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Watch alert for starlings in the State’s south

Residents and travellers are urged to keep watch for unusual birds after four starlings were detected along the State’s south coast.

Residents, particularly near Munglinup, Esperance and Hopetoun, are asked to keep an eye out for starlings over the spring and summer months.

The Department of Primary Industries and Regional Development’s seasonal surveillance and trapping program found starlings at a site 30 kilometres north-east of Esperance, 25 km north-east of Hopetoun and near the Munglinup Beach Caravan Park.

Department officers have increased trapping in the area and residents are reminded to be on the lookout for unusual black birds.

“The common starling is considered one of the world’s worst bird pests,” department invasive species manager Richard Watkins said.

“They feed on cultivated grain and horticultural crops, disperse weeds, foul wool and can displace native birds.”

The department runs an ongoing trapping and surveillance program in the south-east of the State to prevent the encroachment of the pest birds from South Australia, where this introduced pest has established.

“Following these detections, we are also working with South Coast NRM and Esperance Bird Observers Group volunteers to assist with surveillance efforts,” Mr Watkins said.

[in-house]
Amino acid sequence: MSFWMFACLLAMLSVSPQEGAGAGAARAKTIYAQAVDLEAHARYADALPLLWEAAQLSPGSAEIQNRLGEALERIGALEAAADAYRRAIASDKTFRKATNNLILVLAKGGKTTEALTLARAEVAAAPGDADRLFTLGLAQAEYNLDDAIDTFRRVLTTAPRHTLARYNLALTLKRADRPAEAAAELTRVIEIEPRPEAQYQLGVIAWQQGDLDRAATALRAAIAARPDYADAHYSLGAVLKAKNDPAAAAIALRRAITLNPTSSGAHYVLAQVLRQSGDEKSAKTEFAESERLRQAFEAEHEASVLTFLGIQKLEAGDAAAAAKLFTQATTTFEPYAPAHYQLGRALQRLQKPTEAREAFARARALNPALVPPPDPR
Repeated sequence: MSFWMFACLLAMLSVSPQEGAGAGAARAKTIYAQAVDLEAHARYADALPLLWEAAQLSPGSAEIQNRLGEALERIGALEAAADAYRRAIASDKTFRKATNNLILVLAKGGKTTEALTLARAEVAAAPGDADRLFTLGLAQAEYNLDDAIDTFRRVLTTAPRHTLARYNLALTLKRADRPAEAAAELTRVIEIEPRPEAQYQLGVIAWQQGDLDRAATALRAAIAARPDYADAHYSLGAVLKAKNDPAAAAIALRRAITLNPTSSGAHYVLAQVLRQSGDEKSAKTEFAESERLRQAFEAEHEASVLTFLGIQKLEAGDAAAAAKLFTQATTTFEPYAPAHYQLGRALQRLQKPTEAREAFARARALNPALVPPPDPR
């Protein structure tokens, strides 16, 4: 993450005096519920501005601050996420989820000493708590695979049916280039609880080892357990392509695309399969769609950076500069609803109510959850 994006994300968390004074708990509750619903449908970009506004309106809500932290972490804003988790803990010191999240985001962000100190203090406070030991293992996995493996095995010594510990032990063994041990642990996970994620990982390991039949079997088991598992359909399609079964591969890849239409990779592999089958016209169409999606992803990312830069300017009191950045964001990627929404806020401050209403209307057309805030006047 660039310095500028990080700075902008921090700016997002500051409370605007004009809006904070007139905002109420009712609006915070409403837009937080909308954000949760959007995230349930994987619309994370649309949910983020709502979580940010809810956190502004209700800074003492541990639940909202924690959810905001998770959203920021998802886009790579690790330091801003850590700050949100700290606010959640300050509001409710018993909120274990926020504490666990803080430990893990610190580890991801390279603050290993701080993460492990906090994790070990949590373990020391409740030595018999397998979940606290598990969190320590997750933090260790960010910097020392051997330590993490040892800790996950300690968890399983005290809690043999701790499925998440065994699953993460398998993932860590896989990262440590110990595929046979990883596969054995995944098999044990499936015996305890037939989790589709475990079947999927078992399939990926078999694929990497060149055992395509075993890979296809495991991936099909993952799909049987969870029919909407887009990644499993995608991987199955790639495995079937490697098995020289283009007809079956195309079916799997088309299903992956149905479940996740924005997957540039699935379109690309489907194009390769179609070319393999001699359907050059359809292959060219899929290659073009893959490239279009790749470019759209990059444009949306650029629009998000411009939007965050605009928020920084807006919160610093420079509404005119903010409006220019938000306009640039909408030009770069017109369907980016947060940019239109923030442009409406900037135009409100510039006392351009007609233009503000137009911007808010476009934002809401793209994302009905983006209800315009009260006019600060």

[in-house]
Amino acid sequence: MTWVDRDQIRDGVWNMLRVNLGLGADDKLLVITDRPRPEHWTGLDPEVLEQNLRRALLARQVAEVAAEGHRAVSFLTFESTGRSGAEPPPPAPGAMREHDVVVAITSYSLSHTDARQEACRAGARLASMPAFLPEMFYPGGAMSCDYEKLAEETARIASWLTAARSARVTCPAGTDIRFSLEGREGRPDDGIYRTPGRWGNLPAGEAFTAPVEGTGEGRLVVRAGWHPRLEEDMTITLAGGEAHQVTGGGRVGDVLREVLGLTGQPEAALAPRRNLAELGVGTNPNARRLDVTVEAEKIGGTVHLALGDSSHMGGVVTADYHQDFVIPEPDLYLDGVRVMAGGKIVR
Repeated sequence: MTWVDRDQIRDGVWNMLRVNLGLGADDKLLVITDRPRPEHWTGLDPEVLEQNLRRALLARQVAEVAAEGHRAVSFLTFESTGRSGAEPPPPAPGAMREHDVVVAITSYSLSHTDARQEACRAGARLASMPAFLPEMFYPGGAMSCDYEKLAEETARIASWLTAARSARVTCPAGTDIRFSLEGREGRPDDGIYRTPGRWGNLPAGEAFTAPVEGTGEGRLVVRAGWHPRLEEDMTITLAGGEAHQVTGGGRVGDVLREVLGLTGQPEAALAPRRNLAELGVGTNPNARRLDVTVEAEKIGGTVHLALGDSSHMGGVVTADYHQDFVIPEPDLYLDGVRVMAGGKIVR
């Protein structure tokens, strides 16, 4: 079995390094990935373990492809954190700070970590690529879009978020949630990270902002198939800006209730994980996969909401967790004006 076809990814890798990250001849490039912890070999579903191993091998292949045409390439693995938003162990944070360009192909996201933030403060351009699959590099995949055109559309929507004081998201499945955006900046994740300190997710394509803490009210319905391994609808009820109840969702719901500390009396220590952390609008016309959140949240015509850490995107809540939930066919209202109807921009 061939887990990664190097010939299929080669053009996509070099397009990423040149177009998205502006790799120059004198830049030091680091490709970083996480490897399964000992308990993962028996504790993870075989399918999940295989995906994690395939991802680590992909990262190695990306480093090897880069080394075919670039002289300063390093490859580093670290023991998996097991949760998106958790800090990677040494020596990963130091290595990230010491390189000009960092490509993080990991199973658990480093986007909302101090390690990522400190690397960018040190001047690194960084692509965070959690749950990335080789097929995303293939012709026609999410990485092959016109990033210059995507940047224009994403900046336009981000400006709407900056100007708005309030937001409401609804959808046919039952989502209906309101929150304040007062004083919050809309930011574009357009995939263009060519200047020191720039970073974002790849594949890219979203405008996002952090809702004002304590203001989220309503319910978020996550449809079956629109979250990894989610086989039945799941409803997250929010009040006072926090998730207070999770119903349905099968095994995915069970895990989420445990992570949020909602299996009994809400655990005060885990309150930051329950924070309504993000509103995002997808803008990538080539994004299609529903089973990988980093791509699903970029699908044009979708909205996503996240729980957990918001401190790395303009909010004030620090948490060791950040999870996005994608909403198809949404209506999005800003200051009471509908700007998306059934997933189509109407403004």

“We have reduced starling numbers in the region dramatically over the past decade and we want to continue to work closely with the community on starling control.

“We encourage community members to be vigilant and report any usual activity such as birds on the back of livestock or groups of black birds flying in tight groups.”

Other than willy wagtails, starlings are one of the few birds that will stand on the back of livestock.

Starlings are small to medium-sized birds. They have distinctive glossy black feathers with an iridescent green and purple sheen. From a distance they can look plain black.

Young birds, seen mainly in spring and summer, are a mouse-brown colour. When they moult to adult plumage in autumn they have a patchy brown and black appearance, often with some pale spotting.

Starlings are aggressive, social birds and can form very large flocks that move, feed and roost together.

Unusual bird sightings, particularly in the Munglinup, Hopetoun and Esperance areas, should be reported to the department’s Pest and Disease Information Service on 9368 3080 or email [email protected].